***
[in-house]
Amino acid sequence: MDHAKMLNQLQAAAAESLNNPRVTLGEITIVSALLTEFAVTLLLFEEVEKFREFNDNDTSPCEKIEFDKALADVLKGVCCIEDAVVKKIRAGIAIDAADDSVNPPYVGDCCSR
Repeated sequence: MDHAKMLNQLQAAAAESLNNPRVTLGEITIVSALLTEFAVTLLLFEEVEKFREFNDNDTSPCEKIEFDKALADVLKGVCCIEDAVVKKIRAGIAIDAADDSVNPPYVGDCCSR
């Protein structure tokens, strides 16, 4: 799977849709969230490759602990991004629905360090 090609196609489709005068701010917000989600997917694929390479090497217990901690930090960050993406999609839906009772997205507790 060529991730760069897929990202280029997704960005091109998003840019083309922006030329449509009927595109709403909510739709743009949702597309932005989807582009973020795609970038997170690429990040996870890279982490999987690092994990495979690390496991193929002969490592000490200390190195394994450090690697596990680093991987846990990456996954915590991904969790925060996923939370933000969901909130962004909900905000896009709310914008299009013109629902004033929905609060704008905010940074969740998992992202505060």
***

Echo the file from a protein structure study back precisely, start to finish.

[in-house]
Amino acid sequence: MDHAKMLNQLQAAAAESLNNPRVTLGEITIVSALLTEFAVTLLLFEEVEKFREFNDNDTSPCEKIEFDKALADVLKGVCCIEDAVVKKIRAGIAIDAADDSVNPPYVGDCCSR
Repeated sequence: MDHAKMLNQLQAAAAESLNNPRVTLGEITIVSALLTEFAVTLLLFEEVEKFREFNDNDTSPCEKIEFDKALADVLKGVCCIEDAVVKKIRAGIAIDAADDSVNPPYVGDCCSR
């Protein structure tokens, strides 16, 4: 799977849709969230490759602990991004629905360090 090609196609489709005068701010917000989600997917694929390479090497217990901690930090960050993406999609839906009772997205507790 060529991730760069897929990202280029997704960005091109998003840019083309922006030329449509009927595109709403909510739709743009949702597309932005989807582009973020795609970038997170690429990040996870890279982490999987690092994990495979690390496991193929002969490592000490200390190195394994450090690697596990680093991987846990990456996954915590991904969790925060996923939370933000969901909130962004909900905000896009709310914008299009013109629902004033929905609060704008905010940074969740998992992202505060």